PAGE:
Cool people with cool stories

A selection of novels based on real people with real stories that are bound to satisfy and inspire their reader.

 

Eat Like a Fish – Bren Smith

Part memoir, part manifesto, in Eat Like a Fish Bren Smith shares a bold new vision for the future of food: seaweed. In tales that span from his childhood in Newfoundland to his early years abroad commercial fishing trawlers, from pioneering new forms of ocean farming to surfing the frontiers of the food movement, Smith introduces the world of sea-based agriculture and advocates for getting ocean vegetables onto our plates.

 

Malcolm Young: The man who made AC/DC – Jeff Apter

(The first in-depth biography of Malcolm Young, from the author of high voltage)

Malcolm Young was the founder and the driving force of AC/DC, a man who possessed what many have called ‘the greatest right hand in rock and roll.’ That riff-producing mitt provided the muscle behind such signature songs as ‘Highway to Hell’, ‘Back in Black’, ‘A Long Way to the Top’ and many others, helping AC/DC survive shifting musical trends and numerous in-house dramas to stand tall as the biggest rock band on the planet.

The first biography to focus exclusively on Malcolm tells of his remarkable rise from working-class Glasgow and Sydney to the biggest stages in the world. Malcolm lived hard and fast, enduring incredible hardship when the band first started, surviving the terrible loss of Ben Scott and suffering numerous personal demons including alcoholism. It was a series of severe health problems that led to his death in 2017, aged just 64, from complications arising from dementia. Yet without Malcolm Young, there would have been no AC/DC – it’s as simple as that.

Surf by Day and Jam by Night – Ash Grunwald

Music and surfing. To Ash Grunwald, they’re the peaches and cream of the perfect and lifestyle. If this idea appeals, you’re going to love this celebration of all things music and surfing. From Kelly Slater to Steph Gilmore, from Jack Johnson to G. Love, each chapter focuses on a prominent surfing musician or musical surfer as they ruminate on the power of chasing salt waves and creating sound waves. Come on a journey with these legends of sea and stage as they talk flow states, shredding, spirituality, fame, mindfulness, big wave adventures and much more.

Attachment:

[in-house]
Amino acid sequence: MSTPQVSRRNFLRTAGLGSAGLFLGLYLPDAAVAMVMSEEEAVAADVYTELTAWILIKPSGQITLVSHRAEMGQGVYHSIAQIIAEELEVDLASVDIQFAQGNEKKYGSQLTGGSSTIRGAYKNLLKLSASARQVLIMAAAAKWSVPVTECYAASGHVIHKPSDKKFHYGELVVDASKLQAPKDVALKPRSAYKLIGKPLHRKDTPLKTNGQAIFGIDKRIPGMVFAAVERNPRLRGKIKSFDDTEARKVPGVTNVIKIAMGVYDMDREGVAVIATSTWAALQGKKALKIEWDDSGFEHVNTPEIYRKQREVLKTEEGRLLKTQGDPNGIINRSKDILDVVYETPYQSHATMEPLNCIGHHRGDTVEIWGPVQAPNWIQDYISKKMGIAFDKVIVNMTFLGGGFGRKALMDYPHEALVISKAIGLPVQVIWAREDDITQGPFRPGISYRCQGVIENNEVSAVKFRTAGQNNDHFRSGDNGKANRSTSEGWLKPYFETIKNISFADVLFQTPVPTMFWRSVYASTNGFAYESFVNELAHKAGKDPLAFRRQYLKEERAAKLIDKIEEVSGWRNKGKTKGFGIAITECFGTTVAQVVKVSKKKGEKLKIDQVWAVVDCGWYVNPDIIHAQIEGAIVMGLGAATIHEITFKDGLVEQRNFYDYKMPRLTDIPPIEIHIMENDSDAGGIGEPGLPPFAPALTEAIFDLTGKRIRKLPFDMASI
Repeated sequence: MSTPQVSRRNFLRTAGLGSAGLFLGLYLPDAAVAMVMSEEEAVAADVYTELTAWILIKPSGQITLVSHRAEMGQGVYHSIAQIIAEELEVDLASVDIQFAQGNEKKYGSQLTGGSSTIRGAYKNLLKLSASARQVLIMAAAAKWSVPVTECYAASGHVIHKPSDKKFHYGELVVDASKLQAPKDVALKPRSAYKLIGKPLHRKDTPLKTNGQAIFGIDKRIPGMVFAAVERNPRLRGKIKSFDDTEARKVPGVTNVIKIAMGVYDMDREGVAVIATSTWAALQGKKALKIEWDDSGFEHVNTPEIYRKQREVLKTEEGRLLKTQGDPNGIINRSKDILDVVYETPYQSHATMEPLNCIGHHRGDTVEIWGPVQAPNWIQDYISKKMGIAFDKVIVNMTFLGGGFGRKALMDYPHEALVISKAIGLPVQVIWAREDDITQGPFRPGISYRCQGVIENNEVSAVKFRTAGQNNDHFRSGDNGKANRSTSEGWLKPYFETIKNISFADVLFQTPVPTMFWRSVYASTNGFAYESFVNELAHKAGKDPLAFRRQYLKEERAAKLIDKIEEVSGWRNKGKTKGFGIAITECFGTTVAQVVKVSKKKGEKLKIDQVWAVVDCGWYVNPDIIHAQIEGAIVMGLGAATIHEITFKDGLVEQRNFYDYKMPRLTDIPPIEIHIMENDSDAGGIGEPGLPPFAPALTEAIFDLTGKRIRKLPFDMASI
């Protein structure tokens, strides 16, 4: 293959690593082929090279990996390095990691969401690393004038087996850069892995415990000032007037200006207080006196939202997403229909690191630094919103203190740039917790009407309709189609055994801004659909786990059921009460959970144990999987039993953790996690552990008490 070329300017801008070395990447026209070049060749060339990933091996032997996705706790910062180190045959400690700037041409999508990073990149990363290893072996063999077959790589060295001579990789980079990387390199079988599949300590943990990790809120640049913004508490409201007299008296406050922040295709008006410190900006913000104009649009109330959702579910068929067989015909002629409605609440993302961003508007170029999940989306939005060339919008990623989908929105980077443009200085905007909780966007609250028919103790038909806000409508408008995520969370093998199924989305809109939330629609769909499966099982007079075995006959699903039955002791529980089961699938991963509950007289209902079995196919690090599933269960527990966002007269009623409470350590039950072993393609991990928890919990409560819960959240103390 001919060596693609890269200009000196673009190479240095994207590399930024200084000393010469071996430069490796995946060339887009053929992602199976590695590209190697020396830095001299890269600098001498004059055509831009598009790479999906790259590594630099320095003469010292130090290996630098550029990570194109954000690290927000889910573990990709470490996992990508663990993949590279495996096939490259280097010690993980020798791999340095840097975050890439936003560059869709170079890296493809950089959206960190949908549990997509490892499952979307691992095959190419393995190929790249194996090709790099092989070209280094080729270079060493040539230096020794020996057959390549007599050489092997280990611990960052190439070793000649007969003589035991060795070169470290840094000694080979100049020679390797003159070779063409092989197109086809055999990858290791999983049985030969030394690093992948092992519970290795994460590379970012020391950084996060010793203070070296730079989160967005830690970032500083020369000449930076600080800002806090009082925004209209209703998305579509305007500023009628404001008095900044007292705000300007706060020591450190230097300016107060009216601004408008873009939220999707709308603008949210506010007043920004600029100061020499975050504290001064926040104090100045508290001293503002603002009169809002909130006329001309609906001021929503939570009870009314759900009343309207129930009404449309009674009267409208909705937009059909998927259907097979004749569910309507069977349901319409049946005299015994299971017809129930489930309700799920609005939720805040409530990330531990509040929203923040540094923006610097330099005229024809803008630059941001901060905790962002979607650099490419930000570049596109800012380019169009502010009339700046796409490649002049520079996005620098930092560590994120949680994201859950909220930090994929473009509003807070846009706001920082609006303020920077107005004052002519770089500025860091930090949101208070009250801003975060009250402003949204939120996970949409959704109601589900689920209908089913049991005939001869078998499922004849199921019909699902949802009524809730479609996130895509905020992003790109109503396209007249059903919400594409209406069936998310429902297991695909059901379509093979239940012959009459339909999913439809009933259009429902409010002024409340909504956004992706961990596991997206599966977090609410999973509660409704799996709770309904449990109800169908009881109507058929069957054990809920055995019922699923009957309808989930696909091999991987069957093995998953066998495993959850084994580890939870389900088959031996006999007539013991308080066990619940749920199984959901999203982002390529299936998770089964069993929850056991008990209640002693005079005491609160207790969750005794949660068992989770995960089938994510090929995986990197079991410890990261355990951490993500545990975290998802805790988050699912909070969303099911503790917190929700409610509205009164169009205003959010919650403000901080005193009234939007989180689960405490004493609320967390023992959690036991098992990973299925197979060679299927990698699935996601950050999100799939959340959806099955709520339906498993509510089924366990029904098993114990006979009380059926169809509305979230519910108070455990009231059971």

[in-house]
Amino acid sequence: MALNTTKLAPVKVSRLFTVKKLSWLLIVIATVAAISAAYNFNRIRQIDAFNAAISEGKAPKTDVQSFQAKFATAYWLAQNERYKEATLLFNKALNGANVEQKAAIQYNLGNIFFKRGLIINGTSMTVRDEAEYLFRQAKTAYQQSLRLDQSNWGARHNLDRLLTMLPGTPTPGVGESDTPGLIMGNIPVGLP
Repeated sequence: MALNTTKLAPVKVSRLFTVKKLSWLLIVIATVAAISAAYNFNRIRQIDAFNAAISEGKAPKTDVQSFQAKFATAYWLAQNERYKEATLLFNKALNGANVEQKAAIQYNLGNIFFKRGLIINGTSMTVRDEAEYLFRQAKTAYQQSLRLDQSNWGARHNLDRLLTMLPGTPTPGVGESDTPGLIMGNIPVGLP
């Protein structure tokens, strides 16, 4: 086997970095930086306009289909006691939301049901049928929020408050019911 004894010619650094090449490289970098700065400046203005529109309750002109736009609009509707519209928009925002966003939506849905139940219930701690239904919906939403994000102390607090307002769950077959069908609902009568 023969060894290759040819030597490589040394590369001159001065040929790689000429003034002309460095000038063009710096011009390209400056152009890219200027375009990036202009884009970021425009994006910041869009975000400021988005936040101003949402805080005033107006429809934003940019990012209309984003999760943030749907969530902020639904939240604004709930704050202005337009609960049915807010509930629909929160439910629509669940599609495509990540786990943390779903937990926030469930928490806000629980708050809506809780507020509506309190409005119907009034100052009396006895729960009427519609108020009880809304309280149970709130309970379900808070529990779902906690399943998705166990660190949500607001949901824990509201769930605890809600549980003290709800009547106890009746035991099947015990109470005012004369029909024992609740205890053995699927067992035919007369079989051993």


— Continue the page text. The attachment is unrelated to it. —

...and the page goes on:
Make, Think, Imagine – John Browne

 

Today’s unprecedented pace of change leaves many wondering what new technologies are doing to our lives. John Browne argues that we need not put the brakes on technological advance. Drawing on history, his own experiences and conversations with great innovators, he uncovers the basis for all progress and its consequences, both good and bad. He argues compellingly that the same spark that triggers each innovation can be used to counter its negative consequences. Make, Think, Imagine provides an eloquent blueprint for how we can keep moving towards a brighter future.

The Shipwreck Hunter  – David L Mearns

The man who discovered the wreck of HMAS Sydney takes us on an extraordinary voyage through his amazing career as one of the world’s most successful shipwreck hunters.

Small Fry – Lisa Brennan-Jobs

A frank, smart and captivating memoir by the daughter of Apple founder, Steve Jobs.

 

Driven – Hayden Paddon

The explosive autobiography from New Zealand’s most successful rally driver, Hayden Paddon.

In Driven, Paddon details his remarkable 20-year pathway to the World Rally Championship, where he footed it with the best drivers on the planet. He opens up about his struggles with bullying, depression and loss as a young man, and goes on public record for the first time about the 2017 accident in which a spectator was killed and his controversial dismissing from the Hyundai Motorsport team in 2018.

The Shearers – Ruth Entwistle Low

 

The Shearers is a colourful account of the men and women, past and present, who have committed their lives to shear in New Zealand.

Their voices – in their own words, often brutally honest reflection on what it is to be a shearer – are at the heart of this book: their training, their tools, their camaraderie, and the gruelling, itinerant nature of the job. Old hands like Brian ‘Snow’ Quinn, Tony Dobbs and Peter Casserly, and Peter and Elsie Lyon, as well as those newer to the scene, offer personal insights, often for the first time.

 

Richard Emerson: The Hopfather – Michael Donaldson

 

Born profoundly deaf in 1960s Dunedin, Richard Emerson triumphed against all odds to launch Emerson’s Brewery in 1992. He went on to create a string of unique, award-winning beers, spark a cult following, attract global recognition, and become a millionaire – all from doing something he loved.

For Richard, it came after 20 years of unrelenting commitment to the cause of good beer. They were two decades of hard graft, physically and emotionally, of little or no pay, or long hours, during which he watched his father, mentor and friend die just as the business began to stand on its own two feet.

More than Enough – Elaine Welteroth

In this part-manifesto, part-memoir, the revolutionary editor who infused social media consciousness into the pages of Teen Vogue explores what it means to come into your own – on your own terms. Elaine Welteroth has climbed the ranks of media and fashion, shattering ceilings along the way. In this riveting and timely memoir, the ground-breaking editor unpacks lessons on race, identify, and success through her own journey, from navigating her way as the unstoppable child of an unlikely interracial marriage in small-town California to finding herself on the frontlines of a modern movement for the next generation of change-makers